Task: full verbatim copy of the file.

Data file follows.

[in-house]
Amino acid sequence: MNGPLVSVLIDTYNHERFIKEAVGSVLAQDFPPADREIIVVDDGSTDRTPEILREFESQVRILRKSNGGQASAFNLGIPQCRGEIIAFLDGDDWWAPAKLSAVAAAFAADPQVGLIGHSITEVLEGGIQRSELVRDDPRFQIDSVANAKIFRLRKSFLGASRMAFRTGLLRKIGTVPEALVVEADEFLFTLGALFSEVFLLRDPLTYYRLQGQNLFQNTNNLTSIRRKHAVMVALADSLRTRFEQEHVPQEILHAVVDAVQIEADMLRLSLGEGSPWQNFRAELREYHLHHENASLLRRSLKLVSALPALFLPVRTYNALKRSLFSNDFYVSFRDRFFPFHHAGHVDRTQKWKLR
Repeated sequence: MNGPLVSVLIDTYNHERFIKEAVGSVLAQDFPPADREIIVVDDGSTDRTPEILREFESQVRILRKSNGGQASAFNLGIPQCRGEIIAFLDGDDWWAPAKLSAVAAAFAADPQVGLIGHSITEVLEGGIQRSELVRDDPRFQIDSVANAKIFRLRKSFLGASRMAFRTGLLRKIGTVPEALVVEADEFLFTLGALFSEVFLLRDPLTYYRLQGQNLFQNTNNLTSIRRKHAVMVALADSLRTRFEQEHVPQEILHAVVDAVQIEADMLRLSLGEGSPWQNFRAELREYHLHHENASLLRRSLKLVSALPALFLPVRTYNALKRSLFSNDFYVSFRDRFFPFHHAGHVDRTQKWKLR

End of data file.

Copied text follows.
[in-house]
Amino acid sequence: MNGPLVSVLIDTYNHERFIKEAVGSVLAQDFPPADREIIVVDDGSTDRTPEILREFESQVRILRKSNGGQASAFNLGIPQCRGEIIAFLDGDDWWAPAKLSAVAAAFAADPQVGLIGHSITEVLEGGIQRSELVRDDPRFQIDSVANAKIFRLRKSFLGASRMAFRTGLLRKIGTVPEALVVEADEFLFTLGALFSEVFLLRDPLTYYRLQGQNLFQNTNNLTSIRRKHAVMVALADSLRTRFEQEHVPQEILHAVVDAVQIEADMLRLSLGEGSPWQNFRAELREYHLHHENASLLRRSLKLVSALPALFLPVRTYNALKRSLFSNDFYVSFRDRFFPFHHAGHVDRTQKWKLR
Repeated sequence: MNGPLVSVLIDTYNHERFIKEAVGSVLAQDFPPADREIIVVDDGSTDRTPEILREFESQVRILRKSNGGQASAFNLGIPQCRGEIIAFLDGDDWWAPAKLSAVAAAFAADPQVGLIGHSITEVLEGGIQRSELVRDDPRFQIDSVANAKIFRLRKSFLGASRMAFRTGLLRKIGTVPEALVVEADEFLFTLGALFSEVFLLRDPLTYYRLQGQNLFQNTNNLTSIRRKHAVMVALADSLRTRFEQEHVPQEILHAVVDAVQIEADMLRLSLGEGSPWQNFRAELREYHLHHENASLLRRSLKLVSALPALFLPVRTYNALKRSLFSNDFYVSFRDRFFPFHHAGHVDRTQKWKLR